“Patients who have mesh have about a 15% chance of having pain. One to two percent of people have enough pain that they eventually have to have the mesh removed,” he said.
Dr. Brown said he has given many second opinions to patients who were told they needed mesh. He reached out to one of those surgeons recently about doing a pure tissue repair instead.
“He came back and told me he did not do any of those operations during his residency and was not comfortable doing it that way and so all he could offer his patients was mesh repair,” he said.
“After about a year of using the mesh, patients started coming back with chronic pain, stiffness and other problems. I ended up having to remove mesh from the very patients I was putting it into,” he said.
Dr. Brown is one of the few surgeons in the country that only performs pure tissue repair.
“I came to the conclusion that this was stupid," he said. "Why would I go from something that was working perfectly well to something that had all these complications to it? So I went back very quickly to doing pure tissue repair for hernias and I've been doing that ever since.”
“Mesh is such a problem for patients and, if they listen to their patients afterward, they should learn very quickly that it’s a real problem and you can devastate a patient with chronic pain," he said. "You take a simple operation and just ruin someone’s life. Anyone who’d like some training to try to do it the old fashioned way I’d be happy to work with them to do it the right way.”
Patients such as Drisdon seek him out to remove what other doctors put in.
“A few weeks later, I was able to actually sit up out of bed. No pain whatsoever,” said Drisdon.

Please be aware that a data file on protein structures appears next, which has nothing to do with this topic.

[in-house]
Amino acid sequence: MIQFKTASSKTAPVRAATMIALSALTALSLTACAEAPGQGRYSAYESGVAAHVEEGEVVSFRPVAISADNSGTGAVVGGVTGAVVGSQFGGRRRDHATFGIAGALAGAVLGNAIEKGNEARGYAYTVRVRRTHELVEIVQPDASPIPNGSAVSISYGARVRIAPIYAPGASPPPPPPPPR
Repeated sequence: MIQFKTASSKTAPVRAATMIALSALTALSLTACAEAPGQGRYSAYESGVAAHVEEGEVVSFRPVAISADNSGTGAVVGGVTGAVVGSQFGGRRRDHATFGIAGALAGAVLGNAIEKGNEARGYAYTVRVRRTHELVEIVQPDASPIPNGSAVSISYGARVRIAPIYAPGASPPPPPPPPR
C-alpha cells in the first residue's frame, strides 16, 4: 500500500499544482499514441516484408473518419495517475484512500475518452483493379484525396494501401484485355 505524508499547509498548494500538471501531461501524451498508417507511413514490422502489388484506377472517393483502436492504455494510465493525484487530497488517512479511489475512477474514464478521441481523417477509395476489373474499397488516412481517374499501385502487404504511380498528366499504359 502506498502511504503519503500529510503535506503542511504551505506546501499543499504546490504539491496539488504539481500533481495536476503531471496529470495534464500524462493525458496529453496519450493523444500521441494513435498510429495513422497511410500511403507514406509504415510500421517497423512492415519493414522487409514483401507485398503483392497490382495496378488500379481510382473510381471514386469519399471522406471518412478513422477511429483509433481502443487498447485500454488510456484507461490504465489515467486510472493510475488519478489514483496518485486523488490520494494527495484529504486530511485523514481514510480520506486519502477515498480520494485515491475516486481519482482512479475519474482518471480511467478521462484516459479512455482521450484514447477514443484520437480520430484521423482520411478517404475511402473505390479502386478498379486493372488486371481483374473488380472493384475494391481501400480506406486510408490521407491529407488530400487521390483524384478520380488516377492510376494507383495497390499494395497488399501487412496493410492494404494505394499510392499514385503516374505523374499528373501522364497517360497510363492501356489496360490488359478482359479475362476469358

Mesh removal surgeries are complicated and time-consuming. However, Dr. Brown sees it as his mission to help people like Drisdon.
“Especially since the surgeons that put the mesh in won’t take it back out," said Dr. Brown. "They often will say, ‘This is just what you have to deal with.’ I feel like if I’m the one that put something in and it causes a problem, I should be the one to take it out, but most surgeons won’t do that for the patient. So they’re left in limbo unless they can find someone like me to take the mesh back out for them.”
Recovery slow for Georgetown woman after hernia mesh removal
Pacheco recently had her mesh removed by a doctor in Maryland, but after a decade of suffering, her recovery has been slow.
“He did a total reconstruction of my abdomen. I used to weigh 225 pounds. [Now] I weigh 125 pounds,” she said.
Her family suffers too. A pile of medical bills forces them to try to find a cheaper place to live.
“I feel a little bit better, but my life has changed completely. I'm never going to be the same, never,” she said.
Dr. Brown hopes that more exposure will lead to change.
“I'm hoping your interview here and your pushing more information out there will help the government see that this is a major problem and hopefully get legislation together to help protect the patients,” said Dr. Brown.